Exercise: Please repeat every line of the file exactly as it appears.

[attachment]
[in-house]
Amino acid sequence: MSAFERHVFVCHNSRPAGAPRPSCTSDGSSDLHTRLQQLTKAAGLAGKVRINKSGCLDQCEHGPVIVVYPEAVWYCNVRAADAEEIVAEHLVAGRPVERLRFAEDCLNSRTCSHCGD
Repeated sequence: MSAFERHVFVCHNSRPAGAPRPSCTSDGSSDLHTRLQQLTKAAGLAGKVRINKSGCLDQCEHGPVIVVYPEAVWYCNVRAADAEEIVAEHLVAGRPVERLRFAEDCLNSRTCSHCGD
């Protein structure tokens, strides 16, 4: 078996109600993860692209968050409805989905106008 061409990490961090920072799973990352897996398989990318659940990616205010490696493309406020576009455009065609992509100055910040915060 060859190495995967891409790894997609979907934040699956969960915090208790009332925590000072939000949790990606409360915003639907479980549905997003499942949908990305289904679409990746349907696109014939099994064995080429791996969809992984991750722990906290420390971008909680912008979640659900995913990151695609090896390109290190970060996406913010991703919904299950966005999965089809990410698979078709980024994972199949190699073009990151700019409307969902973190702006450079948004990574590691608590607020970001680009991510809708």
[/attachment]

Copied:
[in-house]
Amino acid sequence: MSAFERHVFVCHNSRPAGAPRPSCTSDGSSDLHTRLQQLTKAAGLAGKVRINKSGCLDQCEHGPVIVVYPEAVWYCNVRAADAEEIVAEHLVAGRPVERLRFAEDCLNSRTCSHCGD
Repeated sequence: MSAFERHVFVCHNSRPAGAPRPSCTSDGSSDLHTRLQQLTKAAGLAGKVRINKSGCLDQCEHGPVIVVYPEAVWYCNVRAADAEEIVAEHLVAGRPVERLRFAEDCLNSRTCSHCGD
């Protein structure tokens, strides 16, 4: 078996109600993860692209968050409805989905106008 061409990490961090920072799973990352897996398989990318659940990616205010490696493309406020576009455009065609992509100055910040915060 060859190495995967891409790894997609979907934040699956969960915090208790009332925590000072939000949790990606409360915003639907479980549905997003499942949908990305289904679409990746349907696109014939099994064995080429791996969809992984991750722990906290420390971008909680912008979640659900995913990151695609090896390109290190970060996406913010991703919904299950966005999965089809990410698979078709980024994972199949190699073009990151700019409307969902973190702006450079948004990574590691608590607020970001680009991510809708």